[RPG] The group I DM for insists on rolled stats, but I don’t want unbalanced PCs to cause group conflicts later


I'm going to be running a new campaign for my players, with our session 0 starting tomorrow. I was leaning towards the traditional ability score method of generation (roll 4d6, drop the lowest). I am not concerned with the numbers themselves but the problems that random numbers could create.

Now, I've just gotten into a heated discussion with several of my players because I mentioned the possibility of using a point buy or standard array for ability scores. When I mentioned the option of point buy, the argument made was that this would lead towards min-maxing and remove their creative input on how to make their character. Not only is this logically fallacious, but the point buy system prevents min-max by limiting scores to a min of 8 and a max of 15, not to mention the system itself seems designed to inherently limit the ability to min-max by placing a hard cap of 20 on abilities.

The problem I'm having is, if we were to do a point buy or array assignment, it would be entirely for their benefit. They don't seem to understand the social problems created when abilities are completely randomly assigned. Of course, if they're hellbent on rolling for stats and I oppose them, that is also going to create a social problem in the game, since it seems this is an early sign of the adversarial "players vs. DM" attitude.

What I am looking for is a good resolution, or compromise, so that my players don't feel slighted and no one ends up with very high or very low numbers, creating overshadowing or spotlighting issues.

Since some of the answers have taken into account my group's long term friendship, I should clarify that with the exception of two players, we've all known each other and been friends (off and on — this is the first time four of us have been at a table together in at least 5; there's a story there but I won't go into it) for 15 or so years, but we haven't been gaming together throughout that time. We used to jam VTM all the time (8 or more years ago), and I've been running a Pathfinder game with some of them for the past 2.5 years (we used a point buy for that game), but this is actually our first serious foray into D&D proper as a group.

Best Answer

This answer includes a frame challenge.

0. Let go of the fallacy of perfect balance

What I am looking for is a good resolution, or compromise, so that my players don't feel slighted and no one ends up with very high or very low numbers, creating overshadowing or spotlighting issues.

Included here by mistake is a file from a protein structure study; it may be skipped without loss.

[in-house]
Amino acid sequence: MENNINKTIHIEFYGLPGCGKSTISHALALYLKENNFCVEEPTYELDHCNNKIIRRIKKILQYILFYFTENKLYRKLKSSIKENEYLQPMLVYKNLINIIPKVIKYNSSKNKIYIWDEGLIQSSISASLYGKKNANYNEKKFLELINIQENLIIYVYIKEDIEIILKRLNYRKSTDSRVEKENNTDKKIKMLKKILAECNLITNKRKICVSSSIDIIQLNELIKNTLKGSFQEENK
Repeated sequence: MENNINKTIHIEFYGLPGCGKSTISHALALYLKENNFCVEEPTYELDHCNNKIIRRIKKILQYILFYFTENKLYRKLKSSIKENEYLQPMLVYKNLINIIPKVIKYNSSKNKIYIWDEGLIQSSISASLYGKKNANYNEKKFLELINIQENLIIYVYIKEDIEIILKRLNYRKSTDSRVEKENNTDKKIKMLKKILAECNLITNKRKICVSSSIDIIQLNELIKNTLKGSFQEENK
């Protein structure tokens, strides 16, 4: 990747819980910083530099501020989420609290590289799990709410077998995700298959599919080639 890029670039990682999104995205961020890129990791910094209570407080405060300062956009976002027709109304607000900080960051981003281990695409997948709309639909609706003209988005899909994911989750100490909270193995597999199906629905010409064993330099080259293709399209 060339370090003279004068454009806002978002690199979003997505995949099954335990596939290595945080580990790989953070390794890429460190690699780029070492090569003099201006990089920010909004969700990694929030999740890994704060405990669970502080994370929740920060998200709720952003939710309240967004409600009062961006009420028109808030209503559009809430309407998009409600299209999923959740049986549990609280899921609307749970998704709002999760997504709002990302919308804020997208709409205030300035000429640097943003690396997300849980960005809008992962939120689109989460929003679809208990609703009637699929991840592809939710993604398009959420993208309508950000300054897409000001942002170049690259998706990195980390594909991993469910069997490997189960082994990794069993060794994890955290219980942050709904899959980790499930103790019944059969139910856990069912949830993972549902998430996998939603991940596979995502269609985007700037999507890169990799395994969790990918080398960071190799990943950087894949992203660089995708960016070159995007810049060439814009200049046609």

Oddly enough, over the years that I played "roll 'em up" since 1975, we somehow managed to have fun without point buy. For decades. Loads of fun, with some characters a bit stronger than others. (Heck, even with point buy, please see "tiers" in 3.5 to see how "balance" can still be an issue).

Current experience: we rolled our characters in the 5e campaign I am in now. No point buy. I've known all of these guys since high school, except my nephew and the DM. That's since about mid 1970's. Differing personalities. Rolling is no obstacle to fun and success.

If all of you attend this game with "let's have fun" as the goal, then let's get to addressing your problem.

As stated, your problem isn't dice rolling or not, per the email extract you provided us. Your problem is the relationship between players and DM.

What problem should you solve first? "Player versus DM attitude."

  1. Find Common Ground

    Before session one, you need a face to face session with everybody who will play to iron out what you expect from the game, and what they expect. Listen, and then share what you expect and why you think point buy is a good idea. Then, as a full table of people, come to a consensus.

  2. Rolling Doesn't Hurt

    Rolling for stats is a 40 year old feature of RPG games that works well enough. If that is what all of your players want, where's the harm in letting them do that? Your forecasting drama and problems is not giving anyone, yourself included, the benefit of the doubt. You will all be able to have fun, regardless. Anyone griping later on gets "the look" and the following response: "you all agreed to roll for stats, let's press on with the game, make the best of the tools you have." Since you mentioned that this is the gaming group you've been with for 2.5 years, and you've been friends with some of them for about 15 years, you all already know how to have fun together. Have some faith in that already established track record.

    If the opinion is divided among the players on this point, go back to point one and the pre-meeting to iron out expectations before character creation. Until you reach consensus, the game is at risk.

  3. Play!

    Once expectations are more or less aligned, play and have fun.

  4. Have Fun!

    If you aren't having fun, you are doing something wrong (as a group). That would be the topic of an entirely different question, after you all begin. I see this question as "an ounce of prevention" effort (a good idea as you know this group). Given that you've known each other a while, up to a long while, I'd be very surprised if you don't have fun if you start on the right foot. Consensus building is a means to that end that's pretty effective.

On a mechanical note, since this is 5e, an ASI (later) or a racial bonus (at start) can take the hard edge off of a low number.